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United States v. Pridgen

United States District Court, W.D. Pennsylvania

October 25, 2019

UNITED STATES OF AMERICA,
v.
ISAIAH PRIDGEN, Defendant.

          MEMORANDUM OPINION

          Nora Barry Fischer Senior U.S. District Judge

         I. INTRODUCTION

         This matter is before the Court on a Motion to Vacate, Set Aside or Correct Sentence under 28 U.S.C. § 2255, (“Motion”), filed by pro se Defendant Isaiah Pridgen, (“Defendant”), (Docket Nos. 61), his Judicial Notice/Brief in Support, (Docket No. 65), the Government's Response, (Docket No. 71), Defendant's Objections/Reply Brief, (Docket No. 73), and the Government's Sur-Reply, (Docket No. 75). Defendant maintains that his counsel was ineffective by not filing a notice of appeal on his behalf and that he is entitled to an order reinstating his appeal rights pursuant to Garza v. Idaho, 139 S.Ct. 738 (2019). (Docket Nos. 61; 65). He further complains that his sentence should have been lower because his counsel should have argued for dismissal of the § 924(c) charge to which he pled guilty and argued for a probationary sentence; for a reduced sentence in light of Dean v. Thomas, 137 S.Ct. 1170 (2017); and for a shorter term of supervised release. (Id.). The Government counters that Defendant's arguments are without merit as he knowingly and voluntarily pled guilty to the two-count indictment and was sentenced to 63 months' incarceration and 5 years' supervised release pursuant to a Rule 11(c)(1)(C) plea agreement with the Government containing an appellate waiver. (Docket Nos.71; 75). The Government further argues that Defendant has failed to sufficiently allege that his counsel was ineffective for not filing a notice of appeal and has not presented any evidence substantiating such a claim. (Id.). After careful consideration of the parties' submissions and for the following reasons, Defendant's Motion [61] is denied.

         II. BACKGROUND

         On June 4, 2018, Defendant pled guilty to Counts 1 and 2 of the Indictment at Criminal Number 17-291, i.e., one count of possession with intent to distribute a quantity of heroin, in violation of 21 U.S.C. §§ 841(a)(1), and 841(b)(1)(C), and one count of possession of a firearm in furtherance of a drug trafficking crime, in violation of 18 U.S.C. § 924(c)(1)(A)(i). (Docket Nos. 39; 41; 69). As is the Court's practice, it conducted an extensive colloquy with Defendant to confirm that he was competent, understood the Constitutional and other rights that he was waiving by entering guilty pleas, and that he was knowingly and voluntarily pleading guilty. (Docket No. 69). He expressly agreed to the prosecution's summary of his offense conduct, i.e., on November 19, 2016 he was a passenger in a car pulled over by police in McKeesport, fled on foot after pushing an officer away, reached for a .45 caliber firearm from his waistband which he discarded during the chase, and after being apprehended, was in possession of 100 stamp bags of heroin marked “Shooter.” (Id. at 39-42). He also admitted that he knowingly possessed the firearm to protect himself and the heroin he possessed with intent to distribute. (Id. at 41-42).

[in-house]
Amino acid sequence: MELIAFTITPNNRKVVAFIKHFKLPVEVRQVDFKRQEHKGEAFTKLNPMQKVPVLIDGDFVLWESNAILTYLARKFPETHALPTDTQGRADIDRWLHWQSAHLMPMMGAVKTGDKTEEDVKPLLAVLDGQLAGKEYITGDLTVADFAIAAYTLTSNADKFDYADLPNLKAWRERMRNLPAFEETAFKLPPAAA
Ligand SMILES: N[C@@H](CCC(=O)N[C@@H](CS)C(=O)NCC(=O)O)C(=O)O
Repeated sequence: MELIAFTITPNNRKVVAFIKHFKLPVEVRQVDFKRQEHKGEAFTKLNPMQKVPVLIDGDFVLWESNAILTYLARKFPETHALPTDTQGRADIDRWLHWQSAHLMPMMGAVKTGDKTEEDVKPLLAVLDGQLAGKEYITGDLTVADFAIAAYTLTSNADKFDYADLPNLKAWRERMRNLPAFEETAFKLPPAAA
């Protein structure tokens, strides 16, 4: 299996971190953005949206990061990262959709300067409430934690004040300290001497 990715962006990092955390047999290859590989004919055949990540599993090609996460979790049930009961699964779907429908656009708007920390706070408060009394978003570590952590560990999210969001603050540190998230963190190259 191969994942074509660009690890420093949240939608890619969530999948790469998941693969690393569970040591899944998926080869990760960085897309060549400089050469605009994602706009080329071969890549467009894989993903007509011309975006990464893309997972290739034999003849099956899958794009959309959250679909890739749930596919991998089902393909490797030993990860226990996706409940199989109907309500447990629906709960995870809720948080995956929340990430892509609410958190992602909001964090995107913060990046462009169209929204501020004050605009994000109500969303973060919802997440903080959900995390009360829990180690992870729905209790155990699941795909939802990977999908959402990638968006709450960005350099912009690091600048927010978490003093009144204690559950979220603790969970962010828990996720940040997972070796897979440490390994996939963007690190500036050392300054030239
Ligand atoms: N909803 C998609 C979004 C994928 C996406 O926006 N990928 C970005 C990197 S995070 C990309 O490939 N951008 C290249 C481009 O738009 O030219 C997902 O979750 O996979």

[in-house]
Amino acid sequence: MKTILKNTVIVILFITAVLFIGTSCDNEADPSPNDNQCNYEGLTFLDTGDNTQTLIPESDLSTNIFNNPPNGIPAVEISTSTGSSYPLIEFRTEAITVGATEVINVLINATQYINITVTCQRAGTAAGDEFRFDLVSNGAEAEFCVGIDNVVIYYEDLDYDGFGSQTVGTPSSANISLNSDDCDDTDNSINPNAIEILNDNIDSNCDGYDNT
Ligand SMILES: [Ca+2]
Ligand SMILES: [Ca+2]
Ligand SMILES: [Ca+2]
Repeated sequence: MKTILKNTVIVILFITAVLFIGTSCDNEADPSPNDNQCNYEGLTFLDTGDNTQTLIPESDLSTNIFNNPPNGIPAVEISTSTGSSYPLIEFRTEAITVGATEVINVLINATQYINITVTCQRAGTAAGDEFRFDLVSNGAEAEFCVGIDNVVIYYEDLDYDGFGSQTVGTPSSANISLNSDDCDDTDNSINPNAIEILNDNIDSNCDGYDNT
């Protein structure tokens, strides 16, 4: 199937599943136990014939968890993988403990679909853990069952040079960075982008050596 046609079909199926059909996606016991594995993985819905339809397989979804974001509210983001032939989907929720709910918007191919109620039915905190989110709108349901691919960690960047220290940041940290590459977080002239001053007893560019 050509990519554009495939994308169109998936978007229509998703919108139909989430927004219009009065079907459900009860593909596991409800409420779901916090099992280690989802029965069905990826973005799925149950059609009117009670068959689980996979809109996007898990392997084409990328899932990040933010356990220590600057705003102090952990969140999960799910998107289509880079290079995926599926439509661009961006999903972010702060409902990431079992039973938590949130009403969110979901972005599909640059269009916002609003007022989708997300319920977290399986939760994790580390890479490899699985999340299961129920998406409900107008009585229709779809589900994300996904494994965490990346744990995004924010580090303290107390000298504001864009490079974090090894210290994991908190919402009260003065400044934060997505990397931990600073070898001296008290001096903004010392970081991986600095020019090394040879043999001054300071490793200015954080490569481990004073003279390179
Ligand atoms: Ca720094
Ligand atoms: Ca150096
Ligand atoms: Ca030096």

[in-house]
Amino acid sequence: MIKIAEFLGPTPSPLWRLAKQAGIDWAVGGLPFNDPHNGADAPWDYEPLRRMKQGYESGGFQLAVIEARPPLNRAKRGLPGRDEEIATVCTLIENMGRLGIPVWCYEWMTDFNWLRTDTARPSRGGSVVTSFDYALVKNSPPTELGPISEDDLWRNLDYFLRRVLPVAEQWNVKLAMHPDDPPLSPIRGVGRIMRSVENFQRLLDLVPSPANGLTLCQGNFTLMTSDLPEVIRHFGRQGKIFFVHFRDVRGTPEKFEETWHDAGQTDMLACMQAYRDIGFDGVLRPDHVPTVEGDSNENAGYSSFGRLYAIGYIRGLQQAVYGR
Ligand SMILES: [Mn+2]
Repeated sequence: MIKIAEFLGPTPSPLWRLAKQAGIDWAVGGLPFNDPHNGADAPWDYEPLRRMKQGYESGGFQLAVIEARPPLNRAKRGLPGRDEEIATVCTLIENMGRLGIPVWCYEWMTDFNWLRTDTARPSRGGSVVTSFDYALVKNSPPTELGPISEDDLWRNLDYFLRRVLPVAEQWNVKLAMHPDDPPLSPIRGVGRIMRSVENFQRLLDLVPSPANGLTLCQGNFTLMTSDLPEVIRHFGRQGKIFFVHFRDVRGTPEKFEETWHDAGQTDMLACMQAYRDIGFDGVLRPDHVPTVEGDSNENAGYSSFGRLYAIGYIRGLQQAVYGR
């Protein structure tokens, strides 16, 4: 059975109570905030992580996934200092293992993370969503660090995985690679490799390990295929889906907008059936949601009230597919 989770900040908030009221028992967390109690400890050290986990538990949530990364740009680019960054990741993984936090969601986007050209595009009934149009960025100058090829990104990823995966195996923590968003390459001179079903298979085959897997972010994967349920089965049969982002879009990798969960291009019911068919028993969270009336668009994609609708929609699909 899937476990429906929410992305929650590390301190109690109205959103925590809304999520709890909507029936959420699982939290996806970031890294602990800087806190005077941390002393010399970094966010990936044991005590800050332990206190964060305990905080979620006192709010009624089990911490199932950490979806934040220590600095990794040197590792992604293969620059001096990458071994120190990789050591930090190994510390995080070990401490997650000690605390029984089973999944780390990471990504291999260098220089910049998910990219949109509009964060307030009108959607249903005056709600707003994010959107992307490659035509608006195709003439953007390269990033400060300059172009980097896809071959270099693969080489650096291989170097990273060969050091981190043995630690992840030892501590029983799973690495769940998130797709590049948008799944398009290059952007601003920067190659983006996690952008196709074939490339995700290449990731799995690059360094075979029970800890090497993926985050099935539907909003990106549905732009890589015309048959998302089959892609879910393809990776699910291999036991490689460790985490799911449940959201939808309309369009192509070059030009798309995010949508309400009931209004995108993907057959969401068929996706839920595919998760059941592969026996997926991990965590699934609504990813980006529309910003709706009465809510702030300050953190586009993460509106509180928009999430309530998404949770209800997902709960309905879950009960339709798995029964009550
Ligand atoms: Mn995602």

During the colloquy, the Court addressed the terms of the plea agreement directly with Defendant, who assented, under oath, that he executed the plea agreement and agreed to all of the following:

         • He would plead guilty to Counts 1 and 2; • He waived his right to appeal except for the limited circumstances noted in the plea agreement; • the amount of heroin attributable to him resulting from his commission of the drug offense was less than 10 grams; • the potential penalties included: a term of imprisonment of not more than 20 years and a term of supervised release of at least three years at Count 1; and, a mandatory consecutive term of imprisonment of not less than 5 years and up to life and a term of supervised release of 5 years at Count 2; and, • the parties “stipulate and agree that the appropriate sentence in this case is a term of imprisonment of 3 months at Count One and 60 months at Count Two, to run consecutively, for a total term of imprisonment of 63 months; a fine, if any, in an amount to be determined by the Court; a term of supervised release of five (5) years; and a special assessment of $200.”